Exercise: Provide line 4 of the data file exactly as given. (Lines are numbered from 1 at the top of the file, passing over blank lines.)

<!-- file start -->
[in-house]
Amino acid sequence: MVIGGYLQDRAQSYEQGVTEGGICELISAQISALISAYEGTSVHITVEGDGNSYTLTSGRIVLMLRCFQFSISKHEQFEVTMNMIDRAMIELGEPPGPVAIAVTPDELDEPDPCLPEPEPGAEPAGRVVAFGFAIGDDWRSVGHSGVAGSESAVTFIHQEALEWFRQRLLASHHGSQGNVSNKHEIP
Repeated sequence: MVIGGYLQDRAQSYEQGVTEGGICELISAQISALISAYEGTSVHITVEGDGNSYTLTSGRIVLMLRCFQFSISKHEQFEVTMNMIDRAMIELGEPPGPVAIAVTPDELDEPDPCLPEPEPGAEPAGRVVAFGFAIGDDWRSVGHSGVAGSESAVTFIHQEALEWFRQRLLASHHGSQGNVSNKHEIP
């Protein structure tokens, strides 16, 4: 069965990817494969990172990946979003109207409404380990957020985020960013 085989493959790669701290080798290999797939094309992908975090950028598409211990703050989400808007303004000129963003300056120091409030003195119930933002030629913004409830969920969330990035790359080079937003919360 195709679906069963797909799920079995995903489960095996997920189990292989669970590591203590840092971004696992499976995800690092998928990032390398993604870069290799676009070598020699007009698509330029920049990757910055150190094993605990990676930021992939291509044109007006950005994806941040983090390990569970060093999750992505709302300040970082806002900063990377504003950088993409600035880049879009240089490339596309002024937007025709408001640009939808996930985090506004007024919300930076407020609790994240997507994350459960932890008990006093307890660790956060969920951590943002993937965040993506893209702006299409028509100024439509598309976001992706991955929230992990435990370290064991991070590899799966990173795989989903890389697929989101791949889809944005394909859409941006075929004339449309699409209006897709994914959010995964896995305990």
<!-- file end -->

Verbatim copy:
């Protein structure tokens, strides 16, 4: 069965990817494969990172990946979003109207409404380990957020985020960013 085989493959790669701290080798290999797939094309992908975090950028598409211990703050989400808007303004000129963003300056120091409030003195119930933002030629913004409830969920969330990035790359080079937003919360 195709679906069963797909799920079995995903489960095996997920189990292989669970590591203590840092971004696992499976995800690092998928990032390398993604870069290799676009070598020699007009698509330029920049990757910055150190094993605990990676930021992939291509044109007006950005994806941040983090390990569970060093999750992505709302300040970082806002900063990377504003950088993409600035880049879009240089490339596309002024937007025709408001640009939808996930985090506004007024919300930076407020609790994240997507994350459960932890008990006093307890660790956060969920951590943002993937965040993506893209702006299409028509100024439509598309976001992706991955929230992990435990370290064991991070590899799966990173795989989903890389697929989101791949889809944005394909859409941006075929004339449309699409209006897709994914959010995964896995305990």